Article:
The two then took turns pointing the gun at each other and pulling the trigger, the probable cause statement says.

At one point, Hendren pointed the gun at Alix and the gun discharged, striking her in the chest, the report says.

Alix, a patrol officer in her second year on the force, was pronounced dead upon arrival at a hospital.

Hendren's law enforcement partner, Patrick Riordan, who was also in the apartment that morning, were both on duty when Alix was killed. Alix was off-duty.

Alix's mother Aimee Lynn Wahlers, filed a wrongful death lawsuit in St. Louis Circuit Court on Wednesday.

The lawsuit alleges that Hendren forced other women to play the deadly game in the past, the AP and the St. Louis Post-Dispatch report.

The lawsuit also alleges Hendren forced ex-girlfriends to engage in sexual activity that involved firearms, the suit says.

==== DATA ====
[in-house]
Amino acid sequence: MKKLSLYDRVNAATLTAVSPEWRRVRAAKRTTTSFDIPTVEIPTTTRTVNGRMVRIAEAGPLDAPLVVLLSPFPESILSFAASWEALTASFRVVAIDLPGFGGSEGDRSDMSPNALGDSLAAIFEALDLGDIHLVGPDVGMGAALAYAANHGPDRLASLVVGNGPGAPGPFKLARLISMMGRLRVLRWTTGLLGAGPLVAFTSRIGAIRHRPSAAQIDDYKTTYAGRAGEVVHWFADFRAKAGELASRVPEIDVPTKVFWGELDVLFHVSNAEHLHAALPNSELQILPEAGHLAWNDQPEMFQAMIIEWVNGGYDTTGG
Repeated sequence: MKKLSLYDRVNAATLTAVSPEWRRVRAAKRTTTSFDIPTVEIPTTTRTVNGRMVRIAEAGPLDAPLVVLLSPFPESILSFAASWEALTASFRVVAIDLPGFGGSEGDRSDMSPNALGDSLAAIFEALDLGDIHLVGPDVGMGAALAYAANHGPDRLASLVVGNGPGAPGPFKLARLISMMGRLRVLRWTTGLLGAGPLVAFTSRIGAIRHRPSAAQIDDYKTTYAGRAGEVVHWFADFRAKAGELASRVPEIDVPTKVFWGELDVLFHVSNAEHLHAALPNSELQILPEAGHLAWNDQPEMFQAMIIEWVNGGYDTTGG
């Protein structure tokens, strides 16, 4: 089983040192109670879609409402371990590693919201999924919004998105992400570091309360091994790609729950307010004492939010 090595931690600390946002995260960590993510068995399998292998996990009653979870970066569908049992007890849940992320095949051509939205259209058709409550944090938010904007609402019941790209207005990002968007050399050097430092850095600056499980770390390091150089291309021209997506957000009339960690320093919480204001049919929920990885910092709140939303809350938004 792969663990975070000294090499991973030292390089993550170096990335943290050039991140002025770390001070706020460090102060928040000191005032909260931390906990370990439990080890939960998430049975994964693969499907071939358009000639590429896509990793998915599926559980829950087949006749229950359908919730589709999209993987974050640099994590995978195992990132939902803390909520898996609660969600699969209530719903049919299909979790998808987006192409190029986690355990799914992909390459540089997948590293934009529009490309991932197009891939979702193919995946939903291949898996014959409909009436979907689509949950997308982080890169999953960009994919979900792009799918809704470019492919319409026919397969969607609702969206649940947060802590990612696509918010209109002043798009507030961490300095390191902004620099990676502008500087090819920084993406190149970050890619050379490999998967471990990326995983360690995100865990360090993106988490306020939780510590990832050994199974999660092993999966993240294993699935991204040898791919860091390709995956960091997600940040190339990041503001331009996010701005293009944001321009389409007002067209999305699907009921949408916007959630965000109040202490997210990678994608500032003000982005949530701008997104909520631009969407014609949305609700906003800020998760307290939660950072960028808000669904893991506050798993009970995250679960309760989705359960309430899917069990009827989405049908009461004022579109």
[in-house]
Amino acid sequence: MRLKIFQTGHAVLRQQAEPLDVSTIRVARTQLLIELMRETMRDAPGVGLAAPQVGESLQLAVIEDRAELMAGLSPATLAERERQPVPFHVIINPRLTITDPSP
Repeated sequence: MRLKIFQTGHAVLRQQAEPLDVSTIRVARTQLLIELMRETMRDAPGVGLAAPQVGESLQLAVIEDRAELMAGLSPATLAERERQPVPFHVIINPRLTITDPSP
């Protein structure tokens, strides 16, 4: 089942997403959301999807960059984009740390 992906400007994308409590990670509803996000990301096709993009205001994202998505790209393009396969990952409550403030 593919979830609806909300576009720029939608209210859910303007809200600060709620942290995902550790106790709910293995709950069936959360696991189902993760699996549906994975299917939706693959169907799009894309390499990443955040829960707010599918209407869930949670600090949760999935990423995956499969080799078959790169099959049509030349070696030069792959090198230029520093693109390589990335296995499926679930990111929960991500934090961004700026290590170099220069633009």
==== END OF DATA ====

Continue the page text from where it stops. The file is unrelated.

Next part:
Wahlers says the city should have known that Hendren allegedly had a psychiatric history before hiring him, the St. Louis Post-Dispatch reports.

Hendren, who is free on $100K bond, pleaded not guilty to first-degree manslaughter. He has been suspended from the police force and is currently awaiting trial.

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Amber Guyger was found guilty of murder on Tuesday for fatally shooting her neighbor, Botham Jean, after she claimed she thought he was an intruder in her own apartment.

A jury of her own peers convicted the 31-year-old former cop after deliberating on Tuesday, Oct. 1.

Jean, a 26-year-old accountant at PricewaterhouseCoopers, was sitting on his sofa eating ice cream when Guyger entered his apartment and opened fire.